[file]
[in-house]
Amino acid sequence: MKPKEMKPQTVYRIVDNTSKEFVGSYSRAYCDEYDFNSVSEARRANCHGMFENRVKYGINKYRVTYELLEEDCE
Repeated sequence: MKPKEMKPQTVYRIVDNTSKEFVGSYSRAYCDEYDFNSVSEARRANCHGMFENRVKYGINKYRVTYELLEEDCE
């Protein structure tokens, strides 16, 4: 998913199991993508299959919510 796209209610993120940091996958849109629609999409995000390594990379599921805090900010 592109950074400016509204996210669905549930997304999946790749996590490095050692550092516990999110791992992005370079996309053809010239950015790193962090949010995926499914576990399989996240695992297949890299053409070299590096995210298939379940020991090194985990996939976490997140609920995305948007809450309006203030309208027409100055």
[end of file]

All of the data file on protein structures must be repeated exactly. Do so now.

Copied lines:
[in-house]
Amino acid sequence: MKPKEMKPQTVYRIVDNTSKEFVGSYSRAYCDEYDFNSVSEARRANCHGMFENRVKYGINKYRVTYELLEEDCE
Repeated sequence: MKPKEMKPQTVYRIVDNTSKEFVGSYSRAYCDEYDFNSVSEARRANCHGMFENRVKYGINKYRVTYELLEEDCE
């Protein structure tokens, strides 16, 4: 998913199991993508299959919510 796209209610993120940091996958849109629609999409995000390594990379599921805090900010 592109950074400016509204996210669905549930997304999946790749996590490095050692550092516990999110791992992005370079996309053809010239950015790193962090949010995926499914576990399989996240695992297949890299053409070299590096995210298939379940020991090194985990996939976490997140609920995305948007809450309006203030309208027409100055």